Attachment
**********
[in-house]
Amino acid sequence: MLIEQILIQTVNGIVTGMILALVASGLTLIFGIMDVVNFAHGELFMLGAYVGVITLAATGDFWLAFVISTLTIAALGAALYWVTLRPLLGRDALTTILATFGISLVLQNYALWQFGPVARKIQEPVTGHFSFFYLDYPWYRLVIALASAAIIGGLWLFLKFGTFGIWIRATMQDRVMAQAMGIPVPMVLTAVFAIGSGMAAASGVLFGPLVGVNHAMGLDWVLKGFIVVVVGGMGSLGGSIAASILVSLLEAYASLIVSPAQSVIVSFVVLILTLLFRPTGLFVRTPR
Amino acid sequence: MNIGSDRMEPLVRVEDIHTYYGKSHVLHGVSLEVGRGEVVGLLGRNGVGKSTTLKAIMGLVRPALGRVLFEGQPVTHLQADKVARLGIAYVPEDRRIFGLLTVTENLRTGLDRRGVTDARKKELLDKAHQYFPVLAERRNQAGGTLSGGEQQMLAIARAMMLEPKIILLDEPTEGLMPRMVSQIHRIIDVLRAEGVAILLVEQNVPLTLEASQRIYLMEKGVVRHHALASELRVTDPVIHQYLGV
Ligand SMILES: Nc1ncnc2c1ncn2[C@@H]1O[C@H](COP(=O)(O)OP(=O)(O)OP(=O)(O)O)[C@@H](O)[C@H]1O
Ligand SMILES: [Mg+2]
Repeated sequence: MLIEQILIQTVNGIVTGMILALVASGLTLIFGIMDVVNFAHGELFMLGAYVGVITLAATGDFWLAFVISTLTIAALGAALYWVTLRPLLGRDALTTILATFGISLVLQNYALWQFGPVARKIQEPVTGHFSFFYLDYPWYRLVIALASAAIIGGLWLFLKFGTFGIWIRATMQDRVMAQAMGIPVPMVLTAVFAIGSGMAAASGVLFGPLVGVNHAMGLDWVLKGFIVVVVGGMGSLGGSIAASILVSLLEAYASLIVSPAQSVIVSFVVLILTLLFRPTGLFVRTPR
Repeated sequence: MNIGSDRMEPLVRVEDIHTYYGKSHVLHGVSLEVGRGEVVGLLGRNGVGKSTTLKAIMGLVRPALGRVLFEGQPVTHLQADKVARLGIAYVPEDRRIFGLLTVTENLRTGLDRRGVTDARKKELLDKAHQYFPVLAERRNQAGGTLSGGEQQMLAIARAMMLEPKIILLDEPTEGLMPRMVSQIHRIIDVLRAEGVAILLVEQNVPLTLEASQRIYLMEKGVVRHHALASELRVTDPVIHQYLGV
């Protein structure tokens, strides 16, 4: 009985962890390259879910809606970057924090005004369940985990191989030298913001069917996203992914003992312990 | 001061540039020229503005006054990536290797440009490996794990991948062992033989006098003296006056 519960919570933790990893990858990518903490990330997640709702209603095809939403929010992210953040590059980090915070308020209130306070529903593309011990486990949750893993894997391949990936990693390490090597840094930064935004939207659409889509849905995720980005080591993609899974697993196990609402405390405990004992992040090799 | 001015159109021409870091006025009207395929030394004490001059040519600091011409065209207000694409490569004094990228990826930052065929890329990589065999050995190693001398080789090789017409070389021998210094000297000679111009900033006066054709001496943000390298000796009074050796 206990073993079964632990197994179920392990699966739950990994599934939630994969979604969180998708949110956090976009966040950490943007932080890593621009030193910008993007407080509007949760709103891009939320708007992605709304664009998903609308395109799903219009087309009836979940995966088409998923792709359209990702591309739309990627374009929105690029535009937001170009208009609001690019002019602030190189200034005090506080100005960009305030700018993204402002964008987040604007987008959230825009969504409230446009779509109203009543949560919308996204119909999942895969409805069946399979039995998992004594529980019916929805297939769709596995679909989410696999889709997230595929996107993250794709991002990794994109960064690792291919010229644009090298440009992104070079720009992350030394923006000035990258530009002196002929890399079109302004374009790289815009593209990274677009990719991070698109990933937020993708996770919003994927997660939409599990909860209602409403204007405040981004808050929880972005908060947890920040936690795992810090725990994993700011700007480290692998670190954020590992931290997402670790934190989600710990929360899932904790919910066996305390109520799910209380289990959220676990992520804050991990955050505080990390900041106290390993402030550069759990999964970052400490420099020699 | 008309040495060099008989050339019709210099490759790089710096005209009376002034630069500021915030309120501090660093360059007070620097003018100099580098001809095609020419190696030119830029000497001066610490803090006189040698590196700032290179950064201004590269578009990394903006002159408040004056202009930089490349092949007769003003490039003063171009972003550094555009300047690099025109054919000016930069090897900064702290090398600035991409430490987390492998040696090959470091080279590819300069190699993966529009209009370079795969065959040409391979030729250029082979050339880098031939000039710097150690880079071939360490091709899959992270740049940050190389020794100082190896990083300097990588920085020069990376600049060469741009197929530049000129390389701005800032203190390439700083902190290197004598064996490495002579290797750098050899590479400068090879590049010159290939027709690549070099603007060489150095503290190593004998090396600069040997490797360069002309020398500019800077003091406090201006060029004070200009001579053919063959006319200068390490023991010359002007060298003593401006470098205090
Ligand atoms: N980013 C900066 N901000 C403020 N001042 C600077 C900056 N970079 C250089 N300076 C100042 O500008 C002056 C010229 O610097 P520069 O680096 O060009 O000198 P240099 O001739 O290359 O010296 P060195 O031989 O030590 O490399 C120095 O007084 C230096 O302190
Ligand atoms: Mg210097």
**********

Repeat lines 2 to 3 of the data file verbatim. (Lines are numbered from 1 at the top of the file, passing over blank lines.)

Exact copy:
Amino acid sequence: MLIEQILIQTVNGIVTGMILALVASGLTLIFGIMDVVNFAHGELFMLGAYVGVITLAATGDFWLAFVISTLTIAALGAALYWVTLRPLLGRDALTTILATFGISLVLQNYALWQFGPVARKIQEPVTGHFSFFYLDYPWYRLVIALASAAIIGGLWLFLKFGTFGIWIRATMQDRVMAQAMGIPVPMVLTAVFAIGSGMAAASGVLFGPLVGVNHAMGLDWVLKGFIVVVVGGMGSLGGSIAASILVSLLEAYASLIVSPAQSVIVSFVVLILTLLFRPTGLFVRTPR
Amino acid sequence: MNIGSDRMEPLVRVEDIHTYYGKSHVLHGVSLEVGRGEVVGLLGRNGVGKSTTLKAIMGLVRPALGRVLFEGQPVTHLQADKVARLGIAYVPEDRRIFGLLTVTENLRTGLDRRGVTDARKKELLDKAHQYFPVLAERRNQAGGTLSGGEQQMLAIARAMMLEPKIILLDEPTEGLMPRMVSQIHRIIDVLRAEGVAILLVEQNVPLTLEASQRIYLMEKGVVRHHALASELRVTDPVIHQYLGV